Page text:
A recent letter published in Nature, by Dr. Trevor Lawley and colleagues from the Wellcome Trust Sanger Institute in Hinxton (United Kingdom), has revealed that bacteria from the human intestine that were formerly considered to be unculturable can be grown and characterized phenotypically.


Scientists grew and catalogued more than 130 bacteria from the human intestine that were formerly considered to be unculturable. First author Browne, along with colleagues, developed a new process based on targeted phenotypic culturing linked to large-scale whole-genome sequencing, phylogenetic analysis, and computational modelling that allowed characterization of functions and phenotypes of indigenous bacteria. For the first time, researchers looked at the proportion of bacteria sensitive to oxygen that form spores within the gut, which until now have been extremely difficult to isolate and study. According to the researchers, at least 50-60% of the bacterial genera from the intestinal microbiota of a healthy individual produce strong spores, which may contribute to host-to-host disease transmission.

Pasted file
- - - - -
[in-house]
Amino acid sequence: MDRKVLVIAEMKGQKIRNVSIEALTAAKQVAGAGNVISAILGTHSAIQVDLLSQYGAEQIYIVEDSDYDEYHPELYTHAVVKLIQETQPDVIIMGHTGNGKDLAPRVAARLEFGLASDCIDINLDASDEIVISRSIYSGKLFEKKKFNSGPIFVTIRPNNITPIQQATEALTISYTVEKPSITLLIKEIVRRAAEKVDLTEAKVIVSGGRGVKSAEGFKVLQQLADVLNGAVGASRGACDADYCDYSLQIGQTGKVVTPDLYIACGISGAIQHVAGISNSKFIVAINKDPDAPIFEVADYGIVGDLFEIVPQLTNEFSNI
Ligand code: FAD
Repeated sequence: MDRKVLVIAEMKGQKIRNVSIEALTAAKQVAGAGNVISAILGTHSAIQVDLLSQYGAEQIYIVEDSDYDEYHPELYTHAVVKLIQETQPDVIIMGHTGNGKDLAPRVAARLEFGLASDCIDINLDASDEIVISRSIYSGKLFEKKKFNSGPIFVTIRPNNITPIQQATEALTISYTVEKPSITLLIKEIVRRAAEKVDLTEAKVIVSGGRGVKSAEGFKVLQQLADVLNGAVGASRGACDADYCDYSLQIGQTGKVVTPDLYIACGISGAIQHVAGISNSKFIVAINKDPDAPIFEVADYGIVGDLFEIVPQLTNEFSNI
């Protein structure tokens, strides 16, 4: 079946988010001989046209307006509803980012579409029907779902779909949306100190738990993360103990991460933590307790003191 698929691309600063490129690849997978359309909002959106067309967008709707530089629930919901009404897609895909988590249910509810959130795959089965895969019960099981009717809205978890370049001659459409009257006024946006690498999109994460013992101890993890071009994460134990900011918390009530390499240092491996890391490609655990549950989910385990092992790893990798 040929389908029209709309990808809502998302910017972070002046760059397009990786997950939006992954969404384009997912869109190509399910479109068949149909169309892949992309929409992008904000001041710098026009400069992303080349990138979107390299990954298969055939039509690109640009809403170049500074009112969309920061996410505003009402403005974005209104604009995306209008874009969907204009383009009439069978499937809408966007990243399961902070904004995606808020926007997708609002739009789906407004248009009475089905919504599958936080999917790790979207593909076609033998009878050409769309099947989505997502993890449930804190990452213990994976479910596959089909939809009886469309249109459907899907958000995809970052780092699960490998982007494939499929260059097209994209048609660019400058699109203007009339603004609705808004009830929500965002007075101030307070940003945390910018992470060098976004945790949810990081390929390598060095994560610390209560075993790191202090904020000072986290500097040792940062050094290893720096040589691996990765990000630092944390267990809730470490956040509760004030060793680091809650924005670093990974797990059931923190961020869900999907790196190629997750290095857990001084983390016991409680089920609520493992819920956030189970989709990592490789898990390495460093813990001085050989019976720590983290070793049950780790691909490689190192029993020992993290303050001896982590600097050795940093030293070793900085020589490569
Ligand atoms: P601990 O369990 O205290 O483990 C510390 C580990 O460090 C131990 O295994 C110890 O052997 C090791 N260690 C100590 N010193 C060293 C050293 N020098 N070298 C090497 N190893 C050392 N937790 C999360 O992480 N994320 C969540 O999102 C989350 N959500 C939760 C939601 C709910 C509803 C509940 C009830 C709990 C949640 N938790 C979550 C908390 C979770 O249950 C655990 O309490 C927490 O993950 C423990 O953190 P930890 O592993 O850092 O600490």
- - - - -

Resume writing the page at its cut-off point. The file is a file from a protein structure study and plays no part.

According to Browne: “By developing this new process to isolate gastrointestinal bacteria, we were able to sequence their genomes to understand more about their biology. We can also store them for long periods of time, making them available for further research”.


In conclusion, by using a new process of culturing, archiving, and characterizing the intestinal microbiota, researchers have expanded the library of culturable bacteria.




Browne HP, Forster SC, Anonye BO, et al. Culturing of ‘unculturable’ human microbiota reveals novel taxa and extensive sporulation. Nature. 2016; 533(7604):543-6. doi:10.1038/nature17645.